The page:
(Reuters) – Securities regulators took enforcement action against an online trading platform and two private funds offering Facebook shares on Wednesday, the first action in a year-long probe into the lightly regulated world of private company-share trading.
The Securities and Exchange Commission charged SharesPost, which matches buyers and sellers of private shares, and its CEO Greg Brogger with failing to register as a broker-dealer before offering the securities.
The SEC also brought charges against two private funds and their managers for allegedly misleading investors about hidden fees in Facebook stock offerings.
In a lawsuit filed in a federal court in San Francisco, the SEC alleges that Frank Mazzola and his firms, Felix Investments and Facie Libre Management Associates, engaged in improper self-dealing and earned secret commissions.
The SEC also separately filed similar charges in the agency’s administrative court against Laurence Albukerk, and his firm EB Financial Group. Albukerk and the company settled the allegations without admitting or denying them, and agreed to pay a $100,000 fine and will return another $210,499 in allegedly illegal profits.
SharesPost and its CEO Greg Brogger also agreed to settle the SEC charges without admitting or denying the allegations. The company will pay $80,000 in penalties while Brogger will pay $20,000.
SharesPost, which eventually registered as a broker-dealer late last year, issued a statement on Wednesday saying it had complied with all of the SEC’s requests during the probe, and that no customer has ever complained about its practices.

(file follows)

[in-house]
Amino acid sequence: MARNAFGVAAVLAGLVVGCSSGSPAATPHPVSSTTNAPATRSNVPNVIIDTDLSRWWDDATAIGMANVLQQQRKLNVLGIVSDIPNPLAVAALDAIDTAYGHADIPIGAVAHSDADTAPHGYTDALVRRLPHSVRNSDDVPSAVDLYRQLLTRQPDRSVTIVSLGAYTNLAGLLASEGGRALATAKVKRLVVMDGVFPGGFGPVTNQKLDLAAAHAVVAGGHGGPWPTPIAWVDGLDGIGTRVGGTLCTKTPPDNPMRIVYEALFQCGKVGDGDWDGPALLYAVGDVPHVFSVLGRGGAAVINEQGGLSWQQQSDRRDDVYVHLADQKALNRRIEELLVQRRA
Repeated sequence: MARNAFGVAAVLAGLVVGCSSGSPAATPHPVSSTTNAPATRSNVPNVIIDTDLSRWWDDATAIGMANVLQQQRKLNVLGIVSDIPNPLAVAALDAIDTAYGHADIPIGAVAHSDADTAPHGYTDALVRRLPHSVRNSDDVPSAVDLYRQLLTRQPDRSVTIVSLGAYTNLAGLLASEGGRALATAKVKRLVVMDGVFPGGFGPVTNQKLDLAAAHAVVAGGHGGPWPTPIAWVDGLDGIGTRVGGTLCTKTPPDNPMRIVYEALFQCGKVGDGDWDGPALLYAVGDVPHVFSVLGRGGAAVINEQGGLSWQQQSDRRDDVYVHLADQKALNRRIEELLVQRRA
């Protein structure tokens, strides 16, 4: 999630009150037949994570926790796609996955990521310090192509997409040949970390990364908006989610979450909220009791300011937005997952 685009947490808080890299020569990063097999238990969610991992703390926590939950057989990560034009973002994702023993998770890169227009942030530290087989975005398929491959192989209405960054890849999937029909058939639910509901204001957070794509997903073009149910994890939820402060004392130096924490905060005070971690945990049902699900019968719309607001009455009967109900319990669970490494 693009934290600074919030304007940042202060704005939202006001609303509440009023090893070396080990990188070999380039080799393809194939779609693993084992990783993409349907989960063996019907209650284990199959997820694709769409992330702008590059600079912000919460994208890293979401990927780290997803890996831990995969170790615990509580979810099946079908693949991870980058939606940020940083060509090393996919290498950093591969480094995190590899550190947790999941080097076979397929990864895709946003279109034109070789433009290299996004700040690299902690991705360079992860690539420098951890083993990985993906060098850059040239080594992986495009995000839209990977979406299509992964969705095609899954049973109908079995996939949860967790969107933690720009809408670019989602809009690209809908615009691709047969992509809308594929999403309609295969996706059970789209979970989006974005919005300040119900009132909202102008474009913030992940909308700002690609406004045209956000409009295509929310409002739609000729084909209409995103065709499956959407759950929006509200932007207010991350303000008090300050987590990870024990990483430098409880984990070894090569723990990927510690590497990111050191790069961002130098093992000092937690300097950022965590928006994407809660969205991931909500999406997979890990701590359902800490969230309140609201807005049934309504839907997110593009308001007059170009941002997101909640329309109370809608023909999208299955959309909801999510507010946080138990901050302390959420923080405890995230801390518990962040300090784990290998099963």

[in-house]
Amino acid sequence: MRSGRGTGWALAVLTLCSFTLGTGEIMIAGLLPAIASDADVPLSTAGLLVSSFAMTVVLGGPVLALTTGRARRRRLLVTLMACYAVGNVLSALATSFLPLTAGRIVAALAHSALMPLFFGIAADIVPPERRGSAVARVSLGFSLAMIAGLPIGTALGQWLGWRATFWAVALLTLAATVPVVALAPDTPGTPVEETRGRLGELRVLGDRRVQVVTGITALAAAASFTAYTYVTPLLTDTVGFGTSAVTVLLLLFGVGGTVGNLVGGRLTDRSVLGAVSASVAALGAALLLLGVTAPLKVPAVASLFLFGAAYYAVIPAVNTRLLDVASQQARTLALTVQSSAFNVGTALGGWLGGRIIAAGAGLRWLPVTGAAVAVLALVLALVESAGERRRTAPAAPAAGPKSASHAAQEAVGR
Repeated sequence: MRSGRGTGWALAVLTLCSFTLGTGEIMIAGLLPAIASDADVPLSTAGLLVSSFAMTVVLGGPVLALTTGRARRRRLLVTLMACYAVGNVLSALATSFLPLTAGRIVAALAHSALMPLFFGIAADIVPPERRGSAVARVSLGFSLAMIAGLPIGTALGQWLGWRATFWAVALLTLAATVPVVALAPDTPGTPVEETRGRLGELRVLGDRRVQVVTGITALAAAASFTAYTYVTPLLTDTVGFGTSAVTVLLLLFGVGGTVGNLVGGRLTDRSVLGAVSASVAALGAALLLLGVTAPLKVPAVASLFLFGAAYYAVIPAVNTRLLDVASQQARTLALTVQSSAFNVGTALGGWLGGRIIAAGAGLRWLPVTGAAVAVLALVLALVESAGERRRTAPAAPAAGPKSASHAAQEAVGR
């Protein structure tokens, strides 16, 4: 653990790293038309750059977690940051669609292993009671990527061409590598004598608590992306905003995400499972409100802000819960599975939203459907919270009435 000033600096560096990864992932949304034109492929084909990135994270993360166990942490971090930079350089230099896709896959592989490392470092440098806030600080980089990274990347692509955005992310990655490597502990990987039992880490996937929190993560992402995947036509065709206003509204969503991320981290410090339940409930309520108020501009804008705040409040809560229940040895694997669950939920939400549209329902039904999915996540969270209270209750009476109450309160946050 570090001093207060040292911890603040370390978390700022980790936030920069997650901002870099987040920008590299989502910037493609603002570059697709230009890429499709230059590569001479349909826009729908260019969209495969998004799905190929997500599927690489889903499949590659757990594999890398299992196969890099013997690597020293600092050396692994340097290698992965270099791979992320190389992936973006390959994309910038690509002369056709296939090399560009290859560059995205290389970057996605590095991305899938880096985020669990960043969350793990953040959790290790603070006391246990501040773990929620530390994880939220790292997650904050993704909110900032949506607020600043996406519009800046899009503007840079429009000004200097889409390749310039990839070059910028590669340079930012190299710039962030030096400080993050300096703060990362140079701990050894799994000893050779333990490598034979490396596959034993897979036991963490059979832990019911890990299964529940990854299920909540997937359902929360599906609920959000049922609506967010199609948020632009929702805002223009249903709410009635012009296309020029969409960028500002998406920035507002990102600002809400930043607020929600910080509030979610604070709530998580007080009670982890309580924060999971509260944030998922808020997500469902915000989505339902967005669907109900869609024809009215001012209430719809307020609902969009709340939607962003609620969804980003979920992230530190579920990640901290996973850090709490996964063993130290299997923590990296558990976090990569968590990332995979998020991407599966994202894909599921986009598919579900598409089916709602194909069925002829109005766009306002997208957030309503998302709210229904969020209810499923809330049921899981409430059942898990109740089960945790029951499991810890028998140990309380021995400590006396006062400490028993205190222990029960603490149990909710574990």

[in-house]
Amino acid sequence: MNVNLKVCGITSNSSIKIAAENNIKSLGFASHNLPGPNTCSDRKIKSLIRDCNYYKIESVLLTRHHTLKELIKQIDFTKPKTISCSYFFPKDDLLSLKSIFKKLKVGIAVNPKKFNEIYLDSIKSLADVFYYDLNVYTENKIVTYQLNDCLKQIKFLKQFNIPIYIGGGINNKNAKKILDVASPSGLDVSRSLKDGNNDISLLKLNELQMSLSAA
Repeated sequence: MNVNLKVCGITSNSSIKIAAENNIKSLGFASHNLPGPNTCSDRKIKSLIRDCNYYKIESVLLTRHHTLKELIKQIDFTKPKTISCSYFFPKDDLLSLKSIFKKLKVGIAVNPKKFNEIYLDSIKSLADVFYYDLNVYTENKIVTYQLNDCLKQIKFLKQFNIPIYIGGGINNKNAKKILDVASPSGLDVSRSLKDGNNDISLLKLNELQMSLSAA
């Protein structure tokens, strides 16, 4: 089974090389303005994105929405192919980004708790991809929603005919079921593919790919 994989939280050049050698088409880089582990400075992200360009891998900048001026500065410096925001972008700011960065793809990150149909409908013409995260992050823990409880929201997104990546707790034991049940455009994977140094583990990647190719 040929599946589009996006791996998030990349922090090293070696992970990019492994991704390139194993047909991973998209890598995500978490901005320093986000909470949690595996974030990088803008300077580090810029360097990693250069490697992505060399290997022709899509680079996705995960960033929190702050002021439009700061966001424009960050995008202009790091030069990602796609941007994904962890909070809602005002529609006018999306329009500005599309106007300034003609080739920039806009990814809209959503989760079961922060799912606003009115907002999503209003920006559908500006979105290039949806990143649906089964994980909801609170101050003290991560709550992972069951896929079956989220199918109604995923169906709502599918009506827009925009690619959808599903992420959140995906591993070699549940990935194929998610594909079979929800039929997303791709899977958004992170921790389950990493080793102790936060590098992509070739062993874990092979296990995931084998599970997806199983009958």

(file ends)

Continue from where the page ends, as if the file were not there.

The company said it has “concluded that it better serves its client by entering into this administrative settlement with the SEC, and believes its time, energy and resources are best spent continuing to build what has become the industry’s largest, most active platform during a crucial phase of its growth.”
Attorneys for the other defendants did not immediately respond to requests for comment.
The charges against Mazzola and his firms allege he earned secret commissions above the 5% disclosed in his fund offerings. The hidden charges increased what investors paid for Facebook stock, according to an SEC press release. He also sold Facie Libre fund interests knowing the fund didn’t own certain Facebook shares, the release says.
According to the complaint, Mazzola and his firms also misled investors about other funds they formed to invest in other pre-IPO companies, including Zynga and Twitter. The suit seeks to have Mazzola, Felix Investments, and Facie Libre to pay penalties and return profits.
The complaint against Albukerk says he charged investors a mark up beyond the fees he disclosed – 5% fee for an initial investment and a 5% fee when the shares were distributed upon a Facebook IPO – using an entity controlled by his wife to purchase the Facebook stock.
(Additional reporting was conducted by peHUB reporter Mark Boslet.)